They can’t outclass Atlanta’s star-studded, MLB-leading squad, one that came into Dodger Stadium and won three of four games to cement their place atop the National League standings (and in pole position for the league’s top playoff seed).
But the Dodgers are capable of beating their cross-country, World Series-contending foes nonetheless — especially when they pitch like they did on Sunday afternoon.
In a 3-1 win that avoided a four-game sweep, the Dodgers finally did what they couldn’t the previous three nights, keeping the Braves’ offense in total check behind a dominant outing from their starting pitcher.
Instead, rookie right-hander Bobby Miller served up seven spectacular innings, giving up just one run in his longest career start to help the Dodgers salvage something from a series that could be repeated in the NLCS.
“Especially after getting our teeth kicked in a little bit the first few games, we really needed this one today,” Miller said. “I was really locked in. I had a great feeling going into this game. Probably the most locked in I’ve ever been so far. I knew I needed my best stuff.”
On the whole this weekend, the Dodgers’ pitching wasn’t terrible. While Lynn (who gave up seven runs in a Thursday start) and Urías (five runs on Friday) struggled, the bullpen had been strong, the Braves had strung together few big rallies, and entering Sunday’s matinee, the Dodgers had given up just four earned runs in their previous 14 innings.
Still, that hadn’t been enough in a weekend the Dodgers’ high-flying offense was brought back to earth by Atlanta’s talented pitching staff.
To beat the Braves, the Dodgers needed to outpitch them.
And with Miller on the mound, they did exactly that, riding his five-strikeout, three-hit gem to avoid what would have been their first home sweep in a four-game series in more than five years.
“He keeps getting better,” manager Dave Roberts said of Miller, who has a 3.80 ERA on the season and a 2.83 ERA in his last six starts, five of which have been six or more innings. “To get us through that seventh inning was another step for us, for him. We needed it today. He came up big.”
Exactly where Miller, the 24-year-old former first-round draft pick, stands in the Dodgers’ postseason pitching plans is undetermined.
He’s on track to start games, according to Roberts.
“He’s put himself right there, in front of the conversation,” Roberts said. “He’s earning it.”
But how much leash he will have in October — either being limited to one or two times through the order, or getting a longer runway as a traditional starting option — remains to be seen.
“I think a lot of times, it’s player-dictated,” Roberts said. “But the way he’s throwing the baseball, it’s hard to see too many guys in any particular time that are a better option than him.”
Regardless of Miller’s role, however, the Dodgers (84-52) will need outings like the one he offered Sunday to make a real run at reaching the World Series.
Without it Thursday through Saturday, they scuffled, losing three consecutive games for only the fourth time this season.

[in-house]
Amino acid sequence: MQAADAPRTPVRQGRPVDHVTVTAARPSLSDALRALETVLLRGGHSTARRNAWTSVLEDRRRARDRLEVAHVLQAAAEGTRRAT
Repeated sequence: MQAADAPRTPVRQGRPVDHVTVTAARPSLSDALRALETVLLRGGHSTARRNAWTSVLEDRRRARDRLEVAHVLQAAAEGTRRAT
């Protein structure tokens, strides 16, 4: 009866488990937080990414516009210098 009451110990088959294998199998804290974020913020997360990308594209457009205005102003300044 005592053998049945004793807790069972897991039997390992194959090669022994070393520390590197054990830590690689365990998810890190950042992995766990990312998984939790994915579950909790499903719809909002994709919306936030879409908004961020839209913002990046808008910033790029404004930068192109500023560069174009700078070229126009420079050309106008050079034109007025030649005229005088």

With it, they cruised past the Braves (90-46) in the series finale even without a strong offensive showing — getting their only runs on a Miguel Rojas double in the fifth, a Mookie Betts single in the at-bat after that, and a James Outman single in the eighth.
“Getting [a win] before we hit the road again is huge,” Rojas said.
His biggest takeaway, however: “The way Bobby Miller threw the ball against a team like them.”
Indeed, like most of his teammates, Rojas was struck by Miller’s poise Sunday, in what was his first start against an opponent he’d already faced this year (Miller held the Braves to one run in five innings in his debut in May). He attacked with fastballs in the zone, getting quick outs with near-100 mph heaters — including one that MVP candidate Ronald Acuña Jr. swung through for a strikeout in the third inning, part of his 0-for-four day.
“Acuña had a really good series until today,” Rojas said. “And it didn’t feel Bobby was concerned about that.”
Though Miller said he lacked feel for his slider and curveball, he used his changeup to effect, keeping the Braves’ league-leading lineup off-balance by throwing it to both left- and right-handed batters.
“It’s execution,” catcher Will Smith said. “Just keeping the hitters off balance, competing, not falling into patterns.”
Even after going on the ropes in the seventh — Matt Olson hit a solo home run (on a rare hanging changeup) and Marcell Ozuna drew a two-out walk — Miller kept his cool, inducing a ground ball from Eddie Rosario to end the threat and complete seven innings for the first time in his career.
“I just gotta keep us in the game and outlast the pitcher on the other side,” said Miller, whose counterpart, Atlanta veteran Charlie Morton, pitched just four-plus innings while giving up two runs. “[After] getting our teeth kicked in the first three games, playing an extra-inning game last night, it felt good for sure.”
And come October, it’s the kind of outing the Dodgers will need again. After all, they lost this weekend’s series because they couldn’t out-hit the Braves. But they avoided a sweep by — for one day, at least — out-pitching them behind Miller’s heroics on the mound.
Max Muncy exits
Max Muncy left Sunday’s game early after injuring his left shoulder on a swing in the fifth, Roberts said. The infielder will be re-evaluated Tuesday, but Roberts was optimistic Muncy won’t need to go on the injured list.
This story originally appeared in Los Angeles Times.